There’s a lot to take in here. But the result is that a new block is created to house fresh, encrypted bitcoin transactions. Importantly, the block’s header hash contains the previous block’s header hash, linking the two blocks together. Those links create an unbreakable chain.

Before the new block is added to the blockchain a final security hurdle must be cleared. It’s called ‘consensus’ and it’s what makes blockchain technology so good at protecting data.    


Safety in numbers

The Bitcoin blockchain is essentially a ledger is which all bitcoin transactions are recorded. But unlike a physical ledger, or a digital one controlled by a single entity, this ledger is available to anyone who wants it.

Those who download and store the full blockchain ledger on their computers are known as ‘nodes.’ They have a vested interest in making sure every transaction is legitimate.

When a miner generates a header hash below the target hash, that block is sent to every node in the Bitcoin blockchain network. For it to be added to the chain, more than 50% of the nodes must validate the block – i.e., consensus. Why is this check so powerful?

Here’s the gist of it: if a hacker tries to commandeer bitcoin by manipulating transaction data in a block, the transaction hashes would change, which would change the Merkle root, which would change the header hash, which would throw the block out of sync with the rest of the chain.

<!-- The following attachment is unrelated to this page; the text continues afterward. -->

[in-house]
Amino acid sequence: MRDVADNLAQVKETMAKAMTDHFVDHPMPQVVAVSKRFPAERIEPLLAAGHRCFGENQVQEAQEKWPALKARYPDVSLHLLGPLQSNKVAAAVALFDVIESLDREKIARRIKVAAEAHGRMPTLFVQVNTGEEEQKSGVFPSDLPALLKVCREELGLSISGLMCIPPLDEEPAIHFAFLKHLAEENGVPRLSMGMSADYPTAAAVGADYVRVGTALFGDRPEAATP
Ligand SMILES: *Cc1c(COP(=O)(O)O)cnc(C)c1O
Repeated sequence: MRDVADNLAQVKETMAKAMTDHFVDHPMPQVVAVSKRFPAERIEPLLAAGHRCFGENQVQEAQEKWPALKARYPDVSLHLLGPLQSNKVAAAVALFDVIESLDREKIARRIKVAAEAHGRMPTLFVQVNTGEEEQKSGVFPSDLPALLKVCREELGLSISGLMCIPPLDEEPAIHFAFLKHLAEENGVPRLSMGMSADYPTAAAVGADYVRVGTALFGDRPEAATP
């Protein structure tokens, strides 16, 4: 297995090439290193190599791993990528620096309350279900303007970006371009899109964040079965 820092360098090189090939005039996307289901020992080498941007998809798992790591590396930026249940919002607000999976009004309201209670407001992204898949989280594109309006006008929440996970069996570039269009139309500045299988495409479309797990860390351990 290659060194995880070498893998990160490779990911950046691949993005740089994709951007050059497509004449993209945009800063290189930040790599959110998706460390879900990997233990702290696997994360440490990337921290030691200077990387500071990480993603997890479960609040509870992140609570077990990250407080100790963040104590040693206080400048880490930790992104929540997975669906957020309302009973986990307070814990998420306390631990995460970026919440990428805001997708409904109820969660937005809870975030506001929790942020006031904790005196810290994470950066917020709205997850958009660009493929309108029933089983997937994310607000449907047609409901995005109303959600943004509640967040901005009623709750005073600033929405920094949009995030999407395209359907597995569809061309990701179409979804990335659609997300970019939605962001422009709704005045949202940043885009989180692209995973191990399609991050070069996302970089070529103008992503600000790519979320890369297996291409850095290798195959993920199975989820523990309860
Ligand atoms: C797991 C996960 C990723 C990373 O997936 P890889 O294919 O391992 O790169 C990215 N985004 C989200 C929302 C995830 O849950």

Nodes, who run a series of validation checks on new blocks, would notice the anomaly and ignore the block, rendering it invalid. The incumbent transactions would therefore not be confirmed, and the nefarious would-be bitcoin owners would not be able to spend them. In short, blockchain technology harnesses a well-meaning crowd to thwart individual bad actors.

Wouldn’t you want your financial, medical, or sensitive business information to be stored like bitcoin transaction data? With cybercrime on the march, data can turn to the blockchain for protection.

About the Author

Flynn Robson
Head of Private Clients, Sasfin Wealth